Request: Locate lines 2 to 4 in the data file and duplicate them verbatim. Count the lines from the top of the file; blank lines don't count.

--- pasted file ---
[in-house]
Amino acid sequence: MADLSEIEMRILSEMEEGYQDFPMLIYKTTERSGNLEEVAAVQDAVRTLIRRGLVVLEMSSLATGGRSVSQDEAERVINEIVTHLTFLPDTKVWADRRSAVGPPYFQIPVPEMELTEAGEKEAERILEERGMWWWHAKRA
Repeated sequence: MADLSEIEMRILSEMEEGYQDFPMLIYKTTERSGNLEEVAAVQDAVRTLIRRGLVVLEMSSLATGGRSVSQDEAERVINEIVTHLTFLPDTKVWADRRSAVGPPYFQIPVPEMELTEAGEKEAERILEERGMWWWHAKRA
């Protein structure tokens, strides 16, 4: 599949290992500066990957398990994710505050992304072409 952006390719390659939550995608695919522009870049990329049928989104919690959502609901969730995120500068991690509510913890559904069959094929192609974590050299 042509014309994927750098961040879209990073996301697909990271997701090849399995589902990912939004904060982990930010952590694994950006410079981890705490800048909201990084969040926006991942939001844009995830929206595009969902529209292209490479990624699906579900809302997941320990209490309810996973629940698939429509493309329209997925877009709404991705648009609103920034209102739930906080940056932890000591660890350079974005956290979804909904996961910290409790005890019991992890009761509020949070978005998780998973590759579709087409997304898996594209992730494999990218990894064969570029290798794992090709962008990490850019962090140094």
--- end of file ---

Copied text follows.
Amino acid sequence: MADLSEIEMRILSEMEEGYQDFPMLIYKTTERSGNLEEVAAVQDAVRTLIRRGLVVLEMSSLATGGRSVSQDEAERVINEIVTHLTFLPDTKVWADRRSAVGPPYFQIPVPEMELTEAGEKEAERILEERGMWWWHAKRA
Repeated sequence: MADLSEIEMRILSEMEEGYQDFPMLIYKTTERSGNLEEVAAVQDAVRTLIRRGLVVLEMSSLATGGRSVSQDEAERVINEIVTHLTFLPDTKVWADRRSAVGPPYFQIPVPEMELTEAGEKEAERILEERGMWWWHAKRA
């Protein structure tokens, strides 16, 4: 599949290992500066990957398990994710505050992304072409 952006390719390659939550995608695919522009870049990329049928989104919690959502609901969730995120500068991690509510913890559904069959094929192609974590050299 042509014309994927750098961040879209990073996301697909990271997701090849399995589902990912939004904060982990930010952590694994950006410079981890705490800048909201990084969040926006991942939001844009995830929206595009969902529209292209490479990624699906579900809302997941320990209490309810996973629940698939429509493309329209997925877009709404991705648009609103920034209102739930906080940056932890000591660890350079974005956290979804909904996961910290409790005890019991992890009761509020949070978005998780998973590759579709087409997304898996594209992730494999990218990894064969570029290798794992090709962008990490850019962090140094």